And who do you think becomes a criminal in our society? People who are willing, on multiple occasions, to choose actions with huge potential negative consequences, because they undervalue the risk. Criminals are essentially compulsive gamblers. And all the research we have ever done on pathological gamblers show that they do not have a normal risk evaluation system. That is their illness. That is why mandatory sentences including capital punishment are excellent deterrents for normal people, they just don’t work on criminals, because there is such a thing as a criminal mind.

I could go on, but I think you get my point.

So why are we building bigger jails and spending more money on lawyers, judges and crown prosecutors? Every bit of data ever collected says this is not only the wrong approach, it is THE MOST EXPENSIVE APPROACH. On the contrary, the data shows that we save $7-10 dollars in the social costs of mental health, addiction and crime for every dollar we spend on youth centres, mental health services, child care, parenting programs, etc.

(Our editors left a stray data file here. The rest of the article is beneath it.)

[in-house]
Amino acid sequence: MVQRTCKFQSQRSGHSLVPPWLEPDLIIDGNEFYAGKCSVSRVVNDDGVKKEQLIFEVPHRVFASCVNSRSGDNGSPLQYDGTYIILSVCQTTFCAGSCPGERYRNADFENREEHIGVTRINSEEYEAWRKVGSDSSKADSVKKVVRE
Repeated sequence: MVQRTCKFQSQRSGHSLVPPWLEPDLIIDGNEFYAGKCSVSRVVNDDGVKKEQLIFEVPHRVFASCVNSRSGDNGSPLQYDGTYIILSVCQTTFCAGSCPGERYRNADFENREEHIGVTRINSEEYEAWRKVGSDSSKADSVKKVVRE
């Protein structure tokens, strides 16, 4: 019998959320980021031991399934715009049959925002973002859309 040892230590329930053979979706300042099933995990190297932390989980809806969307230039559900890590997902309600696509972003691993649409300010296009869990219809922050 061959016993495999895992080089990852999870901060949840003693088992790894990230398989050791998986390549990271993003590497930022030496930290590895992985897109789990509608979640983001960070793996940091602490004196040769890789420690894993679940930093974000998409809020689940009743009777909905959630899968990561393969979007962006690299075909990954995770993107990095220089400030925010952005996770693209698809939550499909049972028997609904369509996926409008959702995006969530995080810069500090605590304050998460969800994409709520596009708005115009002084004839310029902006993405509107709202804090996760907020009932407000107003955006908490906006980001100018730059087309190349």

It is my considered opinion that if we paid more attention to parents and children, we would have to spend much less on crime and punishment. If we improved the use of carrots, we would need to spend less on sticks.

Which brings me back to Franny and Kristina. I’m not saying that were it not for ski-camp, these two would be headed for a life of crime. Ski-camp may not be for everyone. But organized, group-based, outdoor physical activity, whether it is soccer or sailing, provides kids with bevy of physical, emotional, cognitive and spiritual benefits that should be considered highly prized social outcomes. These kids will be fitter, their brains will be more flexible, they will learn to cope with failure and loss, they will learn social skills, they will be more accountable for their actions, they will learn to soothe their fears, they will be more confident and will probably spend less time obsessing about their clothes or possessions, THEY WILL SPEND MORE TIME IN NATURE and LESS TIME AT THE MALL. There is a good chance they will be better stewards of the environment. In short, while there is no guarantee they will fly straight, the chances are in their favour.

It would be simplistic to think that we don’t also need to have negative consequences when people break rules. We do. We need both carrots and sticks. And, we need to be progressive with both. While money invested in youth  does not guarantee good social outcomes, playing to our kid’s strengths and spending at least as much money on parents and kids as we do on jails is in my opinion a preferred human resources management.